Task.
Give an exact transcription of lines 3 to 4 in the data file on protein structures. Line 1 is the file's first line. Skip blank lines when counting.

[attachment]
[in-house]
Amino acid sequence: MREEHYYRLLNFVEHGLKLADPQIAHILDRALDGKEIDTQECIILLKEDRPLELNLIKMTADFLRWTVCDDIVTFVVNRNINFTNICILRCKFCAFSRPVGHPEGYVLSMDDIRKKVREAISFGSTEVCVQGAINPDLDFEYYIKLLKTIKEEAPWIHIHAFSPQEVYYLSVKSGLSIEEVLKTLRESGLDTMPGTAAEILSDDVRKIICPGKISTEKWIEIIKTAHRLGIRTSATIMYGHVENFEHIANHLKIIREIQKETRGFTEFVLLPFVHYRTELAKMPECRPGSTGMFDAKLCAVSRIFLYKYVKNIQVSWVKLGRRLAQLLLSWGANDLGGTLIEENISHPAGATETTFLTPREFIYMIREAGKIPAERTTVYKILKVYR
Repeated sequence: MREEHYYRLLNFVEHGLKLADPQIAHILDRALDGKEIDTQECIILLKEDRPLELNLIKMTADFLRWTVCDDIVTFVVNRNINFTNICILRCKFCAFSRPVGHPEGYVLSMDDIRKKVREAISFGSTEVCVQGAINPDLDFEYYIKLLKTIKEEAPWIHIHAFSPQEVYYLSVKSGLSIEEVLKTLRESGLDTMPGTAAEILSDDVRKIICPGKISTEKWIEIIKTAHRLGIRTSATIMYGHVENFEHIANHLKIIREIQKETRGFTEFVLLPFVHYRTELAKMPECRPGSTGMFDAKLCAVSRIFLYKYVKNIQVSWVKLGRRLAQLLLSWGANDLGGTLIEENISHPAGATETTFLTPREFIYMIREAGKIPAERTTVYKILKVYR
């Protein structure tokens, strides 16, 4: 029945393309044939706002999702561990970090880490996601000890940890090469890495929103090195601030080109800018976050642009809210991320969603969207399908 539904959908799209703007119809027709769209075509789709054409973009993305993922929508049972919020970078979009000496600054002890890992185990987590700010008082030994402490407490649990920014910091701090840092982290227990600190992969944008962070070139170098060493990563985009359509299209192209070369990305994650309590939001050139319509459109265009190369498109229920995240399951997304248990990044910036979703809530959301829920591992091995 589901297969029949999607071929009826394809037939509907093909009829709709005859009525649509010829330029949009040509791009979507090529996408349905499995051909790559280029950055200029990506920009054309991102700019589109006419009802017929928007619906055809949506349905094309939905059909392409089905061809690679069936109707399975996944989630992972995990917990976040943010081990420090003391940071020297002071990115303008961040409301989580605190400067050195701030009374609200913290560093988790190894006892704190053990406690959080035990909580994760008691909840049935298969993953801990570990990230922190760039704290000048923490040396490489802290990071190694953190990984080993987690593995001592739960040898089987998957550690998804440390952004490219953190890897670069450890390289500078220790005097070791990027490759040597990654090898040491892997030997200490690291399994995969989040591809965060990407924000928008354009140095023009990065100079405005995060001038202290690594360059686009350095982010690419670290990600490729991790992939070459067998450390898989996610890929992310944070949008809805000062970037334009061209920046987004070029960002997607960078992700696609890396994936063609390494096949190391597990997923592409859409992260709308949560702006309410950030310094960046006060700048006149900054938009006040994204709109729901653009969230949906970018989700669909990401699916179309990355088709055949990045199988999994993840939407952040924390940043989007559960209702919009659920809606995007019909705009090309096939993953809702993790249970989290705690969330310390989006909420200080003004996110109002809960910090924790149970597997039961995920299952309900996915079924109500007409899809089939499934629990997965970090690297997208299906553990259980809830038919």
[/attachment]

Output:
Repeated sequence: MREEHYYRLLNFVEHGLKLADPQIAHILDRALDGKEIDTQECIILLKEDRPLELNLIKMTADFLRWTVCDDIVTFVVNRNINFTNICILRCKFCAFSRPVGHPEGYVLSMDDIRKKVREAISFGSTEVCVQGAINPDLDFEYYIKLLKTIKEEAPWIHIHAFSPQEVYYLSVKSGLSIEEVLKTLRESGLDTMPGTAAEILSDDVRKIICPGKISTEKWIEIIKTAHRLGIRTSATIMYGHVENFEHIANHLKIIREIQKETRGFTEFVLLPFVHYRTELAKMPECRPGSTGMFDAKLCAVSRIFLYKYVKNIQVSWVKLGRRLAQLLLSWGANDLGGTLIEENISHPAGATETTFLTPREFIYMIREAGKIPAERTTVYKILKVYR
């Protein structure tokens, strides 16, 4: 029945393309044939706002999702561990970090880490996601000890940890090469890495929103090195601030080109800018976050642009809210991320969603969207399908 539904959908799209703007119809027709769209075509789709054409973009993305993922929508049972919020970078979009000496600054002890890992185990987590700010008082030994402490407490649990920014910091701090840092982290227990600190992969944008962070070139170098060493990563985009359509299209192209070369990305994650309590939001050139319509459109265009190369498109229920995240399951997304248990990044910036979703809530959301829920591992091995 589901297969029949999607071929009826394809037939509907093909009829709709005859009525649509010829330029949009040509791009979507090529996408349905499995051909790559280029950055200029990506920009054309991102700019589109006419009802017929928007619906055809949506349905094309939905059909392409089905061809690679069936109707399975996944989630992972995990917990976040943010081990420090003391940071020297002071990115303008961040409301989580605190400067050195701030009374609200913290560093988790190894006892704190053990406690959080035990909580994760008691909840049935298969993953801990570990990230922190760039704290000048923490040396490489802290990071190694953190990984080993987690593995001592739960040898089987998957550690998804440390952004490219953190890897670069450890390289500078220790005097070791990027490759040597990654090898040491892997030997200490690291399994995969989040591809965060990407924000928008354009140095023009990065100079405005995060001038202290690594360059686009350095982010690419670290990600490729991790992939070459067998450390898989996610890929992310944070949008809805000062970037334009061209920046987004070029960002997607960078992700696609890396994936063609390494096949190391597990997923592409859409992260709308949560702006309410950030310094960046006060700048006149900054938009006040994204709109729901653009969230949906970018989700669909990401699916179309990355088709055949990045199988999994993840939407952040924390940043989007559960209702919009659920809606995007019909705009090309096939993953809702993790249970989290705690969330310390989006909420200080003004996110109002809960910090924790149970597997039961995920299952309900996915079924109500007409899809089939499934629990997965970090690297997208299906553990259980809830038919």